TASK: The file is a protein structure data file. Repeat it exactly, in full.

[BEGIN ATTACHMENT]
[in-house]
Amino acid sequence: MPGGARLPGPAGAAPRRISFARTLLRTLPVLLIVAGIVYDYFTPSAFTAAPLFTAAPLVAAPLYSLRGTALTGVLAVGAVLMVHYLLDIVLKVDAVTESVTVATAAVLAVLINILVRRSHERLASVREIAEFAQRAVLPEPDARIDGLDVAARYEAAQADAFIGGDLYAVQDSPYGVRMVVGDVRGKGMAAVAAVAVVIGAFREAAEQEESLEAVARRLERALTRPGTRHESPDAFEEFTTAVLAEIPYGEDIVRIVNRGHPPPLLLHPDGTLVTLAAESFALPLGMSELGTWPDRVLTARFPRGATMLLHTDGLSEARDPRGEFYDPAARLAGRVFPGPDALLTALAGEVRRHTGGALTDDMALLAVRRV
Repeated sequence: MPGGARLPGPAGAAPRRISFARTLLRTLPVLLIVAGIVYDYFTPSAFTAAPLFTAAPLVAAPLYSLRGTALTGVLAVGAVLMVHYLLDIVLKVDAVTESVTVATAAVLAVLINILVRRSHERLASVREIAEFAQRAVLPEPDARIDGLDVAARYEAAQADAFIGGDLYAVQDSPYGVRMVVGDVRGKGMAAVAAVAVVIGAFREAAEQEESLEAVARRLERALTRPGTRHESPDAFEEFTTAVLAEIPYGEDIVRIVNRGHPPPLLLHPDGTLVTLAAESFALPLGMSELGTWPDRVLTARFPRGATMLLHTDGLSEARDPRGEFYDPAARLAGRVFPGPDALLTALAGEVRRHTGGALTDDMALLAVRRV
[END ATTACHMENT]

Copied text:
[in-house]
Amino acid sequence: MPGGARLPGPAGAAPRRISFARTLLRTLPVLLIVAGIVYDYFTPSAFTAAPLFTAAPLVAAPLYSLRGTALTGVLAVGAVLMVHYLLDIVLKVDAVTESVTVATAAVLAVLINILVRRSHERLASVREIAEFAQRAVLPEPDARIDGLDVAARYEAAQADAFIGGDLYAVQDSPYGVRMVVGDVRGKGMAAVAAVAVVIGAFREAAEQEESLEAVARRLERALTRPGTRHESPDAFEEFTTAVLAEIPYGEDIVRIVNRGHPPPLLLHPDGTLVTLAAESFALPLGMSELGTWPDRVLTARFPRGATMLLHTDGLSEARDPRGEFYDPAARLAGRVFPGPDALLTALAGEVRRHTGGALTDDMALLAVRRV
Repeated sequence: MPGGARLPGPAGAAPRRISFARTLLRTLPVLLIVAGIVYDYFTPSAFTAAPLFTAAPLVAAPLYSLRGTALTGVLAVGAVLMVHYLLDIVLKVDAVTESVTVATAAVLAVLINILVRRSHERLASVREIAEFAQRAVLPEPDARIDGLDVAARYEAAQADAFIGGDLYAVQDSPYGVRMVVGDVRGKGMAAVAAVAVVIGAFREAAEQEESLEAVARRLERALTRPGTRHESPDAFEEFTTAVLAEIPYGEDIVRIVNRGHPPPLLLHPDGTLVTLAAESFALPLGMSELGTWPDRVLTARFPRGATMLLHTDGLSEARDPRGEFYDPAARLAGRVFPGPDALLTALAGEVRRHTGGALTDDMALLAVRRV